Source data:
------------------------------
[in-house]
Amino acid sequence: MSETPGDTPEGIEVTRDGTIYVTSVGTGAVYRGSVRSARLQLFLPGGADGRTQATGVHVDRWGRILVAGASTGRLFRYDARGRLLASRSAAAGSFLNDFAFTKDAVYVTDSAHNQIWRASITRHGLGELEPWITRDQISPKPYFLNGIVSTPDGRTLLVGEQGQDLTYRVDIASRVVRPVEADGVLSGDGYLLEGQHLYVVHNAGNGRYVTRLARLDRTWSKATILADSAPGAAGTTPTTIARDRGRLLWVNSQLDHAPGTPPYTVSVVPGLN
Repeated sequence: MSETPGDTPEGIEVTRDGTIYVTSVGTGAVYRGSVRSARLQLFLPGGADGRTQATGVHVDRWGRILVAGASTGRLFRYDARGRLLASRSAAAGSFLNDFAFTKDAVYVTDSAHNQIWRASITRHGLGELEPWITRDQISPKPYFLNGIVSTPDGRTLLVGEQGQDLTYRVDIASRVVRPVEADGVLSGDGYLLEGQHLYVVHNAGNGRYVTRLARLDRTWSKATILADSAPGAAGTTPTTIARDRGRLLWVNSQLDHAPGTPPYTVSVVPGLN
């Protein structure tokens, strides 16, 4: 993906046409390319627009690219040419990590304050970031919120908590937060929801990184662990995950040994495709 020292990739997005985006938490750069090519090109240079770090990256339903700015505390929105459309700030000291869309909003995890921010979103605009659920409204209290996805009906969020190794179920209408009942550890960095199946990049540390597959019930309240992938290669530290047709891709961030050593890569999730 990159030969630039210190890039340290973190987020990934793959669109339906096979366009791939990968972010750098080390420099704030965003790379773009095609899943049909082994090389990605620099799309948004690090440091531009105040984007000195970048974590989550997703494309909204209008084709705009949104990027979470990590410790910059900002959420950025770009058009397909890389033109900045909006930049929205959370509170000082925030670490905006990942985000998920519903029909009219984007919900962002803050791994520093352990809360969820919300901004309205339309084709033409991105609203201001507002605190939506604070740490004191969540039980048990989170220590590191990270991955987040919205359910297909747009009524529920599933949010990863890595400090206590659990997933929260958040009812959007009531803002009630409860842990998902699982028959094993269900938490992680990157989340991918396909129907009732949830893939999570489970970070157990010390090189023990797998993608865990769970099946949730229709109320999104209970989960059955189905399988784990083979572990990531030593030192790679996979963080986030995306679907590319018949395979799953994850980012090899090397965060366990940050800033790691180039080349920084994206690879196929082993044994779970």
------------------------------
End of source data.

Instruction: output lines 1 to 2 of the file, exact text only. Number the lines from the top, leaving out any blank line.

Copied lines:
[in-house]
Amino acid sequence: MSETPGDTPEGIEVTRDGTIYVTSVGTGAVYRGSVRSARLQLFLPGGADGRTQATGVHVDRWGRILVAGASTGRLFRYDARGRLLASRSAAAGSFLNDFAFTKDAVYVTDSAHNQIWRASITRHGLGELEPWITRDQISPKPYFLNGIVSTPDGRTLLVGEQGQDLTYRVDIASRVVRPVEADGVLSGDGYLLEGQHLYVVHNAGNGRYVTRLARLDRTWSKATILADSAPGAAGTTPTTIARDRGRLLWVNSQLDHAPGTPPYTVSVVPGLN